Praying with the Four Seasonal Marian Antiphons

Today is February 2nd, which means (besides the annual showing of Groundhog Day) that it’s the Feast of the Presentation, better known as Candlemas. Candlemas is actually the holiday behind Groundhog Day, in that there was an old folk tradition that a sunny Candlemas meant a long winter, but that’s another story. More to the point, Candlemas is a turning point in the year. If you pray the four seasonal Marian antiphons, today marks the first day of a new season. If you don’t pray them, or don’t know what they are, read on.

The liturgical calendar. Exact dates (especially for Lent and Easter) vary by year.

The four Marian antiphons are traditional hymns prayed or sung before bed, a sort of goodnight to the Blessed Mother. There’s a different one for each season. Here’s the Latin and the standard English, and a link so that you can hear it in simple chant (as sung by the Benedictine Monks of Santo Domingo de Silos).

I. Alma Redemptoris Mater

When? Advent and Christmastide (and a chunk of Ordinary Time I). It is prayed from the beginning of Advent until Candlemas (today, February 2nd).

How does it go?

Latin English
Alma Redemptoris Mater, quae pervia caeli
porta manes et stella maris,
succurre cadenti, surgere qui curat, populo:
tu quae genuisti, natura mirante,
tuum sanctum genitorem, Virgo prius, ac posterius,
Gabrielis ab ore sumens illud ave,
peccatorum miserere.
Loving Mother of the Redeemer,
gate of heaven, star of the sea,
assist your people who have fallen yet strive to rise again.
To the wonderment of nature you bore your Creator,
yet remained a virgin after as before.
You who received Gabriel’s joyful greeting,
have pity on us poor sinners.

What does it sound like? Like this.

II. Ave Regina Caelorum

When? Lent (and a chunk of Ordinary Time I). We start praying this today (February 2nd) and will pray it until the Easter Vigil.

How does it go?

Latin English
Ave regina caelorum, ave domina angelorum:
salve radix, salve porta, ex qua mundo lux est orta:

Gaude Virgo, gloriosa, super omnes speciosa,
vale o valde decora, et pro nobis Christum exora.

Hail, Queen of Heaven; hail, Mistress of the Angels;
hail, root [of Jesse]; hail, the gate through which
the Light rose over the earth.

Rejoice, Virgin most renowned
and of unsurpassed beauty.
Farewell, Lady most comely.
Prevail upon Christ to pity us.

What does it sound like? Like this.

III. Regina Caeli

When? Eastertime. It’s prayed from the Easter Vigil until Pentecost.

How does it go?

Latin English
Regina caeli, laetare, alleluia;
quia quem meruisti portare, alleluia;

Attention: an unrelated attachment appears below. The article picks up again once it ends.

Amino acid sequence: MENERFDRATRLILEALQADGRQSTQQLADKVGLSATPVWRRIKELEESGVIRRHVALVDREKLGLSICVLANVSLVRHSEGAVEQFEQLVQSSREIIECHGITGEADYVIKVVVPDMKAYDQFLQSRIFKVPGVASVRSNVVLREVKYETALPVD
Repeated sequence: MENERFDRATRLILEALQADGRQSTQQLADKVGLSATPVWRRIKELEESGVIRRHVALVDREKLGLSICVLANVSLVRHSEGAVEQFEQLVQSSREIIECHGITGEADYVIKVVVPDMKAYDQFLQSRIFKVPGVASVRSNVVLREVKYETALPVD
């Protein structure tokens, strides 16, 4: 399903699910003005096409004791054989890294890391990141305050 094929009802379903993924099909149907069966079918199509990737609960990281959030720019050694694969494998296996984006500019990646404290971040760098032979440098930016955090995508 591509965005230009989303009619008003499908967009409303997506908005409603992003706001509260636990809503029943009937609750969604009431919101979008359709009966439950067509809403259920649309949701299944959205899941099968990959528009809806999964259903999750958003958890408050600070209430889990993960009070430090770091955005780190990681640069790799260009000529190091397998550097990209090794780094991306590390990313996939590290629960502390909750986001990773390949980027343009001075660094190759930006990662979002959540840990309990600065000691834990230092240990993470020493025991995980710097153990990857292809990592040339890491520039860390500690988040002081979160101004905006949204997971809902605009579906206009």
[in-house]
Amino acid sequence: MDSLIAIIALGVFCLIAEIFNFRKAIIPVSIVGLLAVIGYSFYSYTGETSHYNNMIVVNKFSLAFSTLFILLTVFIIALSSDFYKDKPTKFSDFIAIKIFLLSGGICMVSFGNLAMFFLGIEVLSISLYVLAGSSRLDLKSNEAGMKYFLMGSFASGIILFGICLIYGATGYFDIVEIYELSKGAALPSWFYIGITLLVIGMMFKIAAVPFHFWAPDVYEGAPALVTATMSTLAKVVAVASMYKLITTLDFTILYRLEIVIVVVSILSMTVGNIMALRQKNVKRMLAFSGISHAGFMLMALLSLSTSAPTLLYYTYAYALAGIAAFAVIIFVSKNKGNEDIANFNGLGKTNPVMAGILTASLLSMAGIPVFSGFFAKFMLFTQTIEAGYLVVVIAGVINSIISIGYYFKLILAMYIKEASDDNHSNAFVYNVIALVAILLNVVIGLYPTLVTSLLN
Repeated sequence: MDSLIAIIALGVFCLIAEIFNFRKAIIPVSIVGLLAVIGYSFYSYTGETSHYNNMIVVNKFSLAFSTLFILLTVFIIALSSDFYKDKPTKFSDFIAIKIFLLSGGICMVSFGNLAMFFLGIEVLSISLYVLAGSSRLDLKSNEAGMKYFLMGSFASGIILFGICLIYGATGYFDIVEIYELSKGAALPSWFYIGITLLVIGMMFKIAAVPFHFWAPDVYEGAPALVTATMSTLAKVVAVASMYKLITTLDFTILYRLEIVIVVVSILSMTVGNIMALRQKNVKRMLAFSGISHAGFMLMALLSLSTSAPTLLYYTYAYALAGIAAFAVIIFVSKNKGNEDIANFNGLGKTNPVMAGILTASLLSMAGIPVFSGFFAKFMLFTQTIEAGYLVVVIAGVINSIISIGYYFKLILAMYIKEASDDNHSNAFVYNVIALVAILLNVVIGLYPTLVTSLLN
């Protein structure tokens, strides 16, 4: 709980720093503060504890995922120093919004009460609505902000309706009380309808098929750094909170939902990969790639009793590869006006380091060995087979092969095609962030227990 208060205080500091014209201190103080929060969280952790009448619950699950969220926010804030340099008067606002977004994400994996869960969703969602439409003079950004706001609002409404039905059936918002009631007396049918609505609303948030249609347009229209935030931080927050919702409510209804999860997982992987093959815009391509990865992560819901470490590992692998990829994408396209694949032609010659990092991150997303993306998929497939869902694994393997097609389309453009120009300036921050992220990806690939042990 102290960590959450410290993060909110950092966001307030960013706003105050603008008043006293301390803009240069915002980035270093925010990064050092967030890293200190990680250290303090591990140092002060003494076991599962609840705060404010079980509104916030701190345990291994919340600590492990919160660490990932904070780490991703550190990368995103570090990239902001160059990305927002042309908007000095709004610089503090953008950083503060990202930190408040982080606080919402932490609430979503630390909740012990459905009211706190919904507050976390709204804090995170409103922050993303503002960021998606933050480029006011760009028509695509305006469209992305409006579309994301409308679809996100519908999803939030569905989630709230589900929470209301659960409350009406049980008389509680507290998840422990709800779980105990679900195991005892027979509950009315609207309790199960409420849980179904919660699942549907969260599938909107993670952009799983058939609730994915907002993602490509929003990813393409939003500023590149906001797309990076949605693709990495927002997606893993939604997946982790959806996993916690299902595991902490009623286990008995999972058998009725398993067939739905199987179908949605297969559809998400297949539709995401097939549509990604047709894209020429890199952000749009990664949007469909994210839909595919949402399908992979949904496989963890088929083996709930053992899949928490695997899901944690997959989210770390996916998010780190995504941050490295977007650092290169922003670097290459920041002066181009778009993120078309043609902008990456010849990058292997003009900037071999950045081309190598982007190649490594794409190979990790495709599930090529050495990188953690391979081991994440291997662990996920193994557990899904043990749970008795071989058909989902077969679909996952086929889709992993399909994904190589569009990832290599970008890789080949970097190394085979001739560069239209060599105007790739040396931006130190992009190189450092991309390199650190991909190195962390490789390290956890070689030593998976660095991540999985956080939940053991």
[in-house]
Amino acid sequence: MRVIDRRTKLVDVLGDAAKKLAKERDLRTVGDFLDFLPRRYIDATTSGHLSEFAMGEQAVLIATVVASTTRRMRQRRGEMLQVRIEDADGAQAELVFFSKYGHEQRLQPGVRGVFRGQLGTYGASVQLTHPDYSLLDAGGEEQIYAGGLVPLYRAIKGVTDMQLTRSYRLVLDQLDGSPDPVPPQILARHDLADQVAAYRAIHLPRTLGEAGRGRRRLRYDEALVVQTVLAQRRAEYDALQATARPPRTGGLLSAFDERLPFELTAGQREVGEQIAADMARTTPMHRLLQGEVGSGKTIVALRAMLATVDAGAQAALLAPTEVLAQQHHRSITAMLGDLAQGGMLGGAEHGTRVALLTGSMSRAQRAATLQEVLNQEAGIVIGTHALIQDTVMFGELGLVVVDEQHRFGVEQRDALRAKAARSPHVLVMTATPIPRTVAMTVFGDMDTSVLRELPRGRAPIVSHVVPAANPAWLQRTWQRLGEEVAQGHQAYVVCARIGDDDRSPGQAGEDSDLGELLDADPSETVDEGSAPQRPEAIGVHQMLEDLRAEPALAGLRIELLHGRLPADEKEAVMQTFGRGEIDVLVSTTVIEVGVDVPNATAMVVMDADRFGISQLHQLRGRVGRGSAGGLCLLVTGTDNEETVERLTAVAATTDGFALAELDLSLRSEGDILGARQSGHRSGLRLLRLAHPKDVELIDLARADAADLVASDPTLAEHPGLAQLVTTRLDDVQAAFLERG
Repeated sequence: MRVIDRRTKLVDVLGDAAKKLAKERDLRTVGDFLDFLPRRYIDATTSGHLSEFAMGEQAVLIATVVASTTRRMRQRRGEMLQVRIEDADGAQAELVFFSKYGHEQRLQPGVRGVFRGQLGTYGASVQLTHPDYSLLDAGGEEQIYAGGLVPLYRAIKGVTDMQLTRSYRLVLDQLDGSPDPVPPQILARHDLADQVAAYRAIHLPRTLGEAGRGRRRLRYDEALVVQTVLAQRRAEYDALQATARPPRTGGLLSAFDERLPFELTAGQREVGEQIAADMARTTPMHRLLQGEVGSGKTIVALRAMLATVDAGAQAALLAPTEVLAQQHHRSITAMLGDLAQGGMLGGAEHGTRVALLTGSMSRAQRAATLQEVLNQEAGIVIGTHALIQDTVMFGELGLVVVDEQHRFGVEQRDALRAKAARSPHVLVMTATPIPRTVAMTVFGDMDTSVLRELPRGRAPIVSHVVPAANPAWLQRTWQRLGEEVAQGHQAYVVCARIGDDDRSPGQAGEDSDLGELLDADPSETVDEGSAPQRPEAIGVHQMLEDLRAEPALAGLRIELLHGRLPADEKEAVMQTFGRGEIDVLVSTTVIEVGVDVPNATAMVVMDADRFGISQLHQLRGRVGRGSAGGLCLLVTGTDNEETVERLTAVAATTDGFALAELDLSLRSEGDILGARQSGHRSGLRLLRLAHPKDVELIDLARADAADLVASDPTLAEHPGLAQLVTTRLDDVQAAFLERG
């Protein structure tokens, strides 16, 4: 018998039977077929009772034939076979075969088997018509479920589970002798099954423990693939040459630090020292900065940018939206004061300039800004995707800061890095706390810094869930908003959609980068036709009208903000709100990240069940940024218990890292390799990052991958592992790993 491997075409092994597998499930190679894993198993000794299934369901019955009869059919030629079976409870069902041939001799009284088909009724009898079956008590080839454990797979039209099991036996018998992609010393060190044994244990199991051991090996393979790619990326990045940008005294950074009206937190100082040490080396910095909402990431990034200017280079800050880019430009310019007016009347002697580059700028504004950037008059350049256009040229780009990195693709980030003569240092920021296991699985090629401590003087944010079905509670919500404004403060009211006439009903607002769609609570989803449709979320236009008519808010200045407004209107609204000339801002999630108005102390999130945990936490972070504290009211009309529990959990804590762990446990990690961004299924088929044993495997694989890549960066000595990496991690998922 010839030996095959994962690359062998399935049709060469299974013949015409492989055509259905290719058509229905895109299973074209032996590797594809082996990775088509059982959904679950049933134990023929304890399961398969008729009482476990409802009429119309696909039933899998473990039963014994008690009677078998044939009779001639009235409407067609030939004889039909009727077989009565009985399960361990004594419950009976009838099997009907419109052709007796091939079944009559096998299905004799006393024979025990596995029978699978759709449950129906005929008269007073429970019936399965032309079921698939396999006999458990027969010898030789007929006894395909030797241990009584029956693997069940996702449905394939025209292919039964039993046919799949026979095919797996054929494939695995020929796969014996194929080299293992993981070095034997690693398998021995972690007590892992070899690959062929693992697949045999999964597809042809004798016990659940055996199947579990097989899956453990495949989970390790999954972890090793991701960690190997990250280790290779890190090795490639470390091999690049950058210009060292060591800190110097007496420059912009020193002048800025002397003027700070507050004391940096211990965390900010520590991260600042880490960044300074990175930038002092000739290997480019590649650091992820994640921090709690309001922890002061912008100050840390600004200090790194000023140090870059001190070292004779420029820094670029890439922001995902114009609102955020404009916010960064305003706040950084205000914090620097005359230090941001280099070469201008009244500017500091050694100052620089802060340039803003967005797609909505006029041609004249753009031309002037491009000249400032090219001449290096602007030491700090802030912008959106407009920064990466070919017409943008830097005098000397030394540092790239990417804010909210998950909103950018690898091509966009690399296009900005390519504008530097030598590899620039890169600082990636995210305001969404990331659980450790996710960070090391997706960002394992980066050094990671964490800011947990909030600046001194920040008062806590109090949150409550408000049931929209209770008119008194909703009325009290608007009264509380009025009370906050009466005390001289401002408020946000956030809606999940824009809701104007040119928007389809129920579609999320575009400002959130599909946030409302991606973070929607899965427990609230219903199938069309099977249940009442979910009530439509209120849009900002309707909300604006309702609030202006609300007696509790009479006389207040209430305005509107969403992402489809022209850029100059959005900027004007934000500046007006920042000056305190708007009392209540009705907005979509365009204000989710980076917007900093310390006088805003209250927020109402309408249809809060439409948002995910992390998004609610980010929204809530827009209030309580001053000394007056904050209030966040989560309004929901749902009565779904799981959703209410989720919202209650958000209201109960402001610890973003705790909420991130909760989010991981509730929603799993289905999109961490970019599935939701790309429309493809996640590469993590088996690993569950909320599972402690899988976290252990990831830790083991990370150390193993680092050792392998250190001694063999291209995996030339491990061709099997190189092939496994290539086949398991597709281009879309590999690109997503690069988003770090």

resurrexit sicut dixit, alleluia;
ora pro nobis Deum, alleluia.
Queen of heaven, rejoice, alleluia;
for He whom thou was chosen to bear, alleluia;
has risen as He said, alleluia;
pray for us to God, alleluia.

What does it sound like? Like this.

IV. Salve Regina

When? Ordinary Time II. It’s prayed from Pentecost until the first Sunday in Advent.

How does it go?

Latin English
Salve Regina, mater misericordiae,
vita, dulcedo, et spes nostra salve.
Ad te clamamus, exules filii Evae.
Ad te suspiramus, gementes et flentes,
in hac lacrimarum valle.
Eia ergo, advocate nostra,
illos tuos misericordes oculos,
ad nos converte.
Et Jesum, benedictum fructum ventris tui,
nobis post hoc exsilium ostende.O Clemens, o pia, o dulcis virgo Maria.
Hail holy Queen, mother of mercy,
our life, our sweetness, and our hope.
To thee do we cry, poor banished children of Eve.
To thee do we send up our sighs,
mourning and weeping in this valley of tears.
Turn then, most gracious advocate,
thine eyes of mercy towards us,
and after this, our exile,
show unto us the blessed fruit of thy womb, Jesus.O clement, o loving, o sweet Virgin Mary.

What does it sound like? Like this.

If you’re not in the habit of praying or chanting these antiphons, today’s a great day to start, since it’s the beginning of a new season. It’s a good way of drawing closer to Mary, of keeping in sync with the liturgical season, and of ending each night on the right note.


  1. Thanks for these. You write “the standard English” but I cannot find an exact match for some of the wording–is it simply your personal translation? Particularly “thou were chosen” (avoiding ‘merit’) but why no “you” for “thou” ? There seems to be quite a variety with the last two lines of the Ave Regina Caelorum, too. So I can’t quite pin down any standard English translation at this point. Is there one agreed upon?

    PS Been following your blog for a while–great stuff! Thanks.

  2. This is so helpful!
    I will attempt to teach these to a group of children this fall. The moms in the homeschool co op are excited! God bless you and thanks for doing the work to explain this and provide great links. Much appreciated.

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